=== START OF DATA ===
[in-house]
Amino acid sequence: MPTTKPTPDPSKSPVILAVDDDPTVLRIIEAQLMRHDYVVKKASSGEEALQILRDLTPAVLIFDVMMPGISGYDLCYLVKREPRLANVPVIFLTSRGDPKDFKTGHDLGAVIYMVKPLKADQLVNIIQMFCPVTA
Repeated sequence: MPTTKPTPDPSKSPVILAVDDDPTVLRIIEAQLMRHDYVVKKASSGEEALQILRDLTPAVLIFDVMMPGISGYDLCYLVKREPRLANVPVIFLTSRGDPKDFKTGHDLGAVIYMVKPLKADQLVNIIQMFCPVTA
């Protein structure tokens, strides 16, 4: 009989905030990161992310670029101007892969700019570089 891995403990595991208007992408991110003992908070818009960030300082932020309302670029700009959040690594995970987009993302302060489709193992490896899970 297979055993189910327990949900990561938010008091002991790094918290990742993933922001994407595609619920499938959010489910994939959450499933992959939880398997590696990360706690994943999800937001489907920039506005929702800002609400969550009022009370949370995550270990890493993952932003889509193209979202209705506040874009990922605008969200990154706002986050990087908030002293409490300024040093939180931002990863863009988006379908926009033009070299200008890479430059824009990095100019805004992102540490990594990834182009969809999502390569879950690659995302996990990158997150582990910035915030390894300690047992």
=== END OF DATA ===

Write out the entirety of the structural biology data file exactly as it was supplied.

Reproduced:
[in-house]
Amino acid sequence: MPTTKPTPDPSKSPVILAVDDDPTVLRIIEAQLMRHDYVVKKASSGEEALQILRDLTPAVLIFDVMMPGISGYDLCYLVKREPRLANVPVIFLTSRGDPKDFKTGHDLGAVIYMVKPLKADQLVNIIQMFCPVTA
Repeated sequence: MPTTKPTPDPSKSPVILAVDDDPTVLRIIEAQLMRHDYVVKKASSGEEALQILRDLTPAVLIFDVMMPGISGYDLCYLVKREPRLANVPVIFLTSRGDPKDFKTGHDLGAVIYMVKPLKADQLVNIIQMFCPVTA
């Protein structure tokens, strides 16, 4: 009989905030990161992310670029101007892969700019570089 891995403990595991208007992408991110003992908070818009960030300082932020309302670029700009959040690594995970987009993302302060489709193992490896899970 297979055993189910327990949900990561938010008091002991790094918290990742993933922001994407595609619920499938959010489910994939959450499933992959939880398997590696990360706690994943999800937001489907920039506005929702800002609400969550009022009370949370995550270990890493993952932003889509193209979202209705506040874009990922605008969200990154706002986050990087908030002293409490300024040093939180931002990863863009988006379908926009033009070299200008890479430059824009990095100019805004992102540490990594990834182009969809999502390569879950690659995302996990990158997150582990910035915030390894300690047992």